LUSBY – The chairman of the Nuclear Regulatory Commission said he has “no concerns” about safety or other issues at Calvert Cliffs Nuclear Power Plant after touring the Lusby facility Friday.
The commission is expected to vote on new 20-year operating licenses for the two Calvert Cliffs nuclear reactors later this month. If approved, Calvert Cliffs would be the first nuclear power plant in the nation to be granted renewed licenses.
“We’re at the edges of making a decision, and before I make a decision, I thought I’d inspect the plant myself,” said NRC Chairman Richard A. Meserve at an afternoon news conference after he toured the plant.
“I don’t want to speculate on how I’m going to vote, [but] I did not see anything” that caused concern, he said.
Meserve’s visit came just one week after NRC staff formally recommended that the commission renew the licenses for the two reactors until 2034 and 2036.
Calvert Cliffs is operated by Baltimore Gas and Electric and provides power for about 1 million people in Maryland.
An opponent of the NRC’s new streamlined license renewal process said it is not unusual for commission members to visit to nuclear power plants. But “considering that they just got the staff approval, it seems to suggest that the timing wasn’t just coincidental,” said James Riccio, senior analyst for Public Citizen.
But Meserve said there was no hidden message in his visit Friday.
“My visit was exactly so I’d have some sense of what I’m voting on,” Meserve said, when asked about the timing.
The National Whistleblower Center, a group opposed to the relicensing process, has challenged the Calvert Cliffs renewal in court. The group argues that the NRC relicensing process moves too quickly to allow the public time to inspect all the documents.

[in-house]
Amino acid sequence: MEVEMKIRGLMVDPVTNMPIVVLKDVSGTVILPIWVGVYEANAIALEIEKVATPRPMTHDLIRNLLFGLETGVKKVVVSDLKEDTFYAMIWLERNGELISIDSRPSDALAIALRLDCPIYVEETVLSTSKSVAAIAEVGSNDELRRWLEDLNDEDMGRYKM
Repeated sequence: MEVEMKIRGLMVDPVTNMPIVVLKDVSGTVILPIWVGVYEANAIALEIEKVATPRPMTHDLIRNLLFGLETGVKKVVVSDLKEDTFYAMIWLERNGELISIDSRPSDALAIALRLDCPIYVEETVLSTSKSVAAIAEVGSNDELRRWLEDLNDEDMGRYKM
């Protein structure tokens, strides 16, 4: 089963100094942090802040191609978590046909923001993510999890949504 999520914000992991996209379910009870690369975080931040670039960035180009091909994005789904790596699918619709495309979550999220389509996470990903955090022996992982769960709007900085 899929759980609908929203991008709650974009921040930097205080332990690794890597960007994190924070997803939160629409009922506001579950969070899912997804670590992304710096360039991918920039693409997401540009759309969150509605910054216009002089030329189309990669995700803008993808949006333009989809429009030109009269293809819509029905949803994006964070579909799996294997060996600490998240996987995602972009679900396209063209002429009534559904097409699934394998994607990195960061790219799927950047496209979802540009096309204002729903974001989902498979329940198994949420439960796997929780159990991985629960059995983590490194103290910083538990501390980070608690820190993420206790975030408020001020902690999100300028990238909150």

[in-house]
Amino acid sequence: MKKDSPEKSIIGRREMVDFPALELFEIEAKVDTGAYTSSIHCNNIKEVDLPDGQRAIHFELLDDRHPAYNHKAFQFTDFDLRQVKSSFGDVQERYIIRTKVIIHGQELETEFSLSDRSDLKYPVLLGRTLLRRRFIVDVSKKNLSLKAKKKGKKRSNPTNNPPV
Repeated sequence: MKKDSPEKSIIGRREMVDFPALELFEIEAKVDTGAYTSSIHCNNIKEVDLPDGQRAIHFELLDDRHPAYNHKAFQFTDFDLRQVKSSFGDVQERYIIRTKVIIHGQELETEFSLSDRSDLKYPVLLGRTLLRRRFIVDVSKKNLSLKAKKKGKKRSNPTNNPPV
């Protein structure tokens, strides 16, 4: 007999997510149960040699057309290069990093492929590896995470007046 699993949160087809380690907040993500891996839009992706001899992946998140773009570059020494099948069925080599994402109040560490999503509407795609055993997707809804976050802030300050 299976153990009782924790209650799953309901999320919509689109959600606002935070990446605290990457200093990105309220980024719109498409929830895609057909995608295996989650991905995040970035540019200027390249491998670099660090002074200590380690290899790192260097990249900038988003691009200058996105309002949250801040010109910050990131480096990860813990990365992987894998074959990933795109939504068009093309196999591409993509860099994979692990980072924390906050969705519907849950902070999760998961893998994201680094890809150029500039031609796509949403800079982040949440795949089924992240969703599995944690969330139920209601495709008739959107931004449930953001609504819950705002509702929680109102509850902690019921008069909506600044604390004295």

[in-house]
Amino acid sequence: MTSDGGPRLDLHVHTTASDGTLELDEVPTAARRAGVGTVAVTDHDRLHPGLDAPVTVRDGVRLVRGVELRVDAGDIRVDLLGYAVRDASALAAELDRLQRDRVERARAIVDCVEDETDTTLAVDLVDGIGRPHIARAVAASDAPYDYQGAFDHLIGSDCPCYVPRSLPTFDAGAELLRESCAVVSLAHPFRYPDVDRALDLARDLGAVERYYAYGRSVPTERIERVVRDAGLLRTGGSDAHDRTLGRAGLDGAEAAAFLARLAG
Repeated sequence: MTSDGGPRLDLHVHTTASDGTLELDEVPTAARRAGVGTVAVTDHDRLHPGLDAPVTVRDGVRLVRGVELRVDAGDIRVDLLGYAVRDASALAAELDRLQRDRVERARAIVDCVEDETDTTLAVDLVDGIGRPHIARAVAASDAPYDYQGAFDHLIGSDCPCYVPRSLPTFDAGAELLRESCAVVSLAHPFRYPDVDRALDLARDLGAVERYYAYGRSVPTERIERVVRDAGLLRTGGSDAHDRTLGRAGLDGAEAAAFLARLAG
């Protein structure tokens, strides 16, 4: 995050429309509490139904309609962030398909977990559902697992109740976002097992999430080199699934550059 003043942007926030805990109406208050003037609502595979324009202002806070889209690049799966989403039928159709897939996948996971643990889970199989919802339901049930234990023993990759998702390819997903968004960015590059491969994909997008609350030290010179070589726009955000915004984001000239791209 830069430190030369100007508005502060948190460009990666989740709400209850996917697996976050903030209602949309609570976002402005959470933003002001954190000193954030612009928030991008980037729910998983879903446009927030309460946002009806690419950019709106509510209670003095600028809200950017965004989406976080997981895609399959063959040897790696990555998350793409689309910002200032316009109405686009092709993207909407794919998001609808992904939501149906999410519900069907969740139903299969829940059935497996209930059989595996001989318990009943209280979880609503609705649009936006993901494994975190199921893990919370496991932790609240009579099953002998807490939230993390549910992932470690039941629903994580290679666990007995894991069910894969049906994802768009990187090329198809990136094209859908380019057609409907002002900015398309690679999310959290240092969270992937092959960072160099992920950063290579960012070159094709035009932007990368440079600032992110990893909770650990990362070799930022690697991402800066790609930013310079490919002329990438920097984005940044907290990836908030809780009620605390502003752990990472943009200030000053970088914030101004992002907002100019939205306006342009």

A three-judge panel of the U.S. Court of Appeals for the D.C. Circuit is expected to rule on the case in about a month, say BGE officials.
If that ruling comes after the decision to relicense, “we’ll comply with whatever court order is issued,” Meserve said Friday.
Three other nuclear plants have applied for relicensing, and 17 more are expected to do so between now and 2010, Meserve said.
Many nuclear power plants in the United States are now coming to the end of their original licenses, which were granted for 40 years. With deregulation of electric utilities creating new competition in the marketplace, Meserve said, nuclear plant operators need to know soon whether they will be able to continue operating so they can invest in expensive replacement parts for aging plants.
For that reason, he said, the NRC license renewal process needs to be both safe and efficient.
BGE officials said they were pleased with the visit and continue to be optimistic that their licenses will be renewed.